6. Allows you to capture and reproduce the content of the ClipBoard.
    7. DSpeech is compatible with all vocal engines (SAPI 4-5 compliant).
    8. AI dialog system. Not really useful, but amusing. It does not work in every language.



    More information about DSpeech . . .

  • TypeIt ReadIt - Freeware text to speech

    TypeIt ReadIt can help users who are visually impaired, cannot read, desire to improve their reading comprehension, or just want to listen to their documents read aloud. This program changes the font color and font size with ease. This program also reads text aloud to the user. For users who wish to listen to their documents on CD, iPod, or other media, TypeIt ReadIt can convert text to a spoken sound file by using its text-to-speech technology. These sound files can be inserted into iTunes, CD, an iPod, PowerPoint, iMovie, Audacity or any other software or device that supports sound files. This can allow students, with speech difficulties, to place the sound files in their presentations, so they can participate with lessons and class activities. With TypeIt ReadIt, students can listen to their documents on their iPod. Business people can convert their emails, documents, and memos to listen to them on their car radio while they are stuck in rush-hour traffic. Also, TypeIt ReadIt is a useful alternative for young children’s typing lessons instead of using a confusing word processor.

    Download TypeIt . . .

    TypeIt for Windows



  • BalaBolka. A Text-To-Speech (TTS) program. All computer voices installed on your system are available to Balabolka. The on-screen text can be saved as a WAV, MP3, OGG or WMA file. The program can read the clipboard content, view the text from DOC, RTF, PDF, FB2 and HTML files, customize font and background colour, control reading from the system tray or by the global hotkeys. Balabolka uses various versions of Microsoft Speech API (SAPI); it allows to alter a voice's parameters, including rate and pitch. The user can apply a special substitution list to improve the quality of the voice's articulation. This feature is useful when you want to change the spelling of words.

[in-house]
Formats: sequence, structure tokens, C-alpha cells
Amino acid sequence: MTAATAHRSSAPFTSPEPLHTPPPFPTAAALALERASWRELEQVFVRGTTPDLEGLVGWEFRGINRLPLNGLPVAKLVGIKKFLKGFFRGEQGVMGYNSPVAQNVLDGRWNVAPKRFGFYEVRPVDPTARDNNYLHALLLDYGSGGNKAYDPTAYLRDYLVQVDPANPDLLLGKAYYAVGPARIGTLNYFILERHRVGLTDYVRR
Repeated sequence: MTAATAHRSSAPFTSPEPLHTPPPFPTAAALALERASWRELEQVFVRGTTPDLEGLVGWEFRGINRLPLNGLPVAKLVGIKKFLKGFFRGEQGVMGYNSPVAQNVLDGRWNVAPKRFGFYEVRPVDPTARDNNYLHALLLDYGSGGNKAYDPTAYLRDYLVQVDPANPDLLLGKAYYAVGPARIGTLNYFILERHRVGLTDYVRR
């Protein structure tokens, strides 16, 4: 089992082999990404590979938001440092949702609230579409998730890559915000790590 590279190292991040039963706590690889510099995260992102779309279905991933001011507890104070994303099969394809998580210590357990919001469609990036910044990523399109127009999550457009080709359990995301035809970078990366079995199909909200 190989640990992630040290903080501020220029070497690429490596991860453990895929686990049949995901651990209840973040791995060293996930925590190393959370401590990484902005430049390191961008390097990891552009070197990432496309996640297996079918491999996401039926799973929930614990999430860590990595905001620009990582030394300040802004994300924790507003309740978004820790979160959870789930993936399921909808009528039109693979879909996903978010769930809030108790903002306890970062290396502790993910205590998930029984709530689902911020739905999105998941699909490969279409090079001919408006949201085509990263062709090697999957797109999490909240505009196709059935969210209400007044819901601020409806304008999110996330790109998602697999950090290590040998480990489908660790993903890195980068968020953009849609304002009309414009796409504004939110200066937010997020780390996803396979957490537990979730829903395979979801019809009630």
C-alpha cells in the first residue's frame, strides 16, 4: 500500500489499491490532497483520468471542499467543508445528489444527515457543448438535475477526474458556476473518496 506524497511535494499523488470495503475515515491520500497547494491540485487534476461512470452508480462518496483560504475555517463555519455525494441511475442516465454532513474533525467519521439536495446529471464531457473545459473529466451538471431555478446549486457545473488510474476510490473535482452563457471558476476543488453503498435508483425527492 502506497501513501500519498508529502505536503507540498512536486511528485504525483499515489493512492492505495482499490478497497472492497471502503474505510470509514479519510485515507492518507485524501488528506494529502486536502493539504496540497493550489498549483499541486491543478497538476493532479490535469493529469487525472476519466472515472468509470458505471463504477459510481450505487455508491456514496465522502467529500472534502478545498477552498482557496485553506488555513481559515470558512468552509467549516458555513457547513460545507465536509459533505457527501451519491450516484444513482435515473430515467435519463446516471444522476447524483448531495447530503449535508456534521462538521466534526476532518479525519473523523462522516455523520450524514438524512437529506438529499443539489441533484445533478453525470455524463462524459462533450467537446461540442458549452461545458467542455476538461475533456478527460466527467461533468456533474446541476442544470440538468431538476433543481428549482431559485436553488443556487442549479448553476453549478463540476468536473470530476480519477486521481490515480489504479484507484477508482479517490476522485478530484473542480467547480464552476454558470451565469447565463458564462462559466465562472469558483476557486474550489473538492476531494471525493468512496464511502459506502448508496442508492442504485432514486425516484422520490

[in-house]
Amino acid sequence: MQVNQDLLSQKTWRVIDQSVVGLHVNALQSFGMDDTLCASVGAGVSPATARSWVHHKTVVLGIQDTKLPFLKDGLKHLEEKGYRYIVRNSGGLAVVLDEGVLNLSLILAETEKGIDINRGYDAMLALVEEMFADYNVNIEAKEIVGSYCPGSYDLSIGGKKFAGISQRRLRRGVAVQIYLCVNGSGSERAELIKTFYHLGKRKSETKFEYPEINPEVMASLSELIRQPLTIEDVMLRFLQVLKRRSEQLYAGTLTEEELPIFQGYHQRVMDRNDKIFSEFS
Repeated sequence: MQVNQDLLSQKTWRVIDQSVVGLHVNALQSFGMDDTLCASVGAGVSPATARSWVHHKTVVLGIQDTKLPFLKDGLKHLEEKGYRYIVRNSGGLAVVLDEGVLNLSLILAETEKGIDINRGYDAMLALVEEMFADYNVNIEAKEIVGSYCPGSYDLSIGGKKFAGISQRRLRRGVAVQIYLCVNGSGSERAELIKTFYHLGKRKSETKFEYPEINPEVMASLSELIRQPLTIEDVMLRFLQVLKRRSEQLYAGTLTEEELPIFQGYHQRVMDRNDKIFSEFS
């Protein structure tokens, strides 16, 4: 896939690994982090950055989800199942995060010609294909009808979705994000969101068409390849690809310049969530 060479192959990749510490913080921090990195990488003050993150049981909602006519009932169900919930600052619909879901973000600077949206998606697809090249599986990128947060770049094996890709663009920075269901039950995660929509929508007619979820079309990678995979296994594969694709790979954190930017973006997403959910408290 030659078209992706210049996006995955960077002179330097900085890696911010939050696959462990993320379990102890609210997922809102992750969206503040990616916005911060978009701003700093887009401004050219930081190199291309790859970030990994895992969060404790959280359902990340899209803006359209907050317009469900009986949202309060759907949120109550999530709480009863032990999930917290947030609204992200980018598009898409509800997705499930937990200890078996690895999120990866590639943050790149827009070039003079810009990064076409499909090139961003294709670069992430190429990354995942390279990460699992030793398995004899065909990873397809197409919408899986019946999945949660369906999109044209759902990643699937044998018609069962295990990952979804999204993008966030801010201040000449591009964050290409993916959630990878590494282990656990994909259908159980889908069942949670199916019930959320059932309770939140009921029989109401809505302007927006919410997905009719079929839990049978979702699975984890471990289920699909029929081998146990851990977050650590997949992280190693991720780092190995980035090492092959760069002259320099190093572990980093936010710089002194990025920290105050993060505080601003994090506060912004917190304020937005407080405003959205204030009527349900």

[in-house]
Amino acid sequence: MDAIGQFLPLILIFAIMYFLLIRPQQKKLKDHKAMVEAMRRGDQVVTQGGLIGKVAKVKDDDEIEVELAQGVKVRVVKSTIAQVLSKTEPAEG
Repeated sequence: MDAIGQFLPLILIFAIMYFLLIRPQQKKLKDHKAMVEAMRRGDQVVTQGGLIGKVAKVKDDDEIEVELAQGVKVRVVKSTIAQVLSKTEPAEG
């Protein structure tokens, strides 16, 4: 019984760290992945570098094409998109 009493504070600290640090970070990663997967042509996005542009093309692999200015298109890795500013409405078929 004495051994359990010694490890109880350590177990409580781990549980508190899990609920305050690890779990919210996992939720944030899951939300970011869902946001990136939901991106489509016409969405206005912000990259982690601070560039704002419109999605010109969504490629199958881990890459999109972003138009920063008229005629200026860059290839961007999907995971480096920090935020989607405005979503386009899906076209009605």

• Hindi screen reader breakthrough for blind.

    Prologix Software Solutions presented Vaachak Indian Text-to-Speech (TTS) software to assist 480 million Hindi speakers worldwide. In addition, Vaachak now allows visually impaired people to access electronic Hindi content through the SAFA Screen Reader. More about this . . .

  • ORCA.

    A free, open source scriptable screen reader. Using various combinations of speech, braille, and magnification, Orca helps provide access to applications and toolkits that support the AT-SPI (e.g., the GNOME desktop). The command to run orca is orca. You can enter this command by pressing Alt+F2 when logged in, waiting for a second or so, then typing orca and pressing return. Orca is designed to present information as you navigate the desktop using the built-in navigation mechanisms of GNOME. These navigation mechanisms are consistent across most desktop applications. (Source: Linuxlandit)

Online text to speech translator (Source: http://text-to-speech-translator.paralink.com/)


Wikipedia list of Screenreaders


Text to speech software reviews



Screenreaders and Accessibility


The rise in the use of AJAX to dynamically change web content without refreshing the page (Web 2.0 applications) has resulted in accessibility problems for users of Assistive Technology such as Screen Readers. The problem can be divided into two issues:

  1. Users not having access to content changes.
  2. Users not being aware of the changed content if they can access it.

(more on this at http://css.dzone.com/news/ajax-and-screen-readers-conten ).


Other Screenreader Resources


  • Windows Narrator in Windows XP only lets you use the Microsoft Sam voice. This is bad if you're having to use Narrator for situations where your screenreader will not work (e.g. safe mode) or you are not an English speaker and need to do some testing.

    How to set Narrator Voice Options in XP

    How to change Windows Narrator voice (from Microsoft Sam)

  • VoiceOver in Mac OS X Leopard. To make it easier for the blind and those with low vision to use a computer, Apple has built a solution into every Mac. Called VoiceOver. It provides a wide variety of requested feature enhancements. These include a new high-speed, high-quality voice, plug-and-play support for refreshable Braille displays, international language support, an interactive built-in tutorial, and the NumPad Commander, which make navigation easier for new Mac owners who previously used Windows screen readers.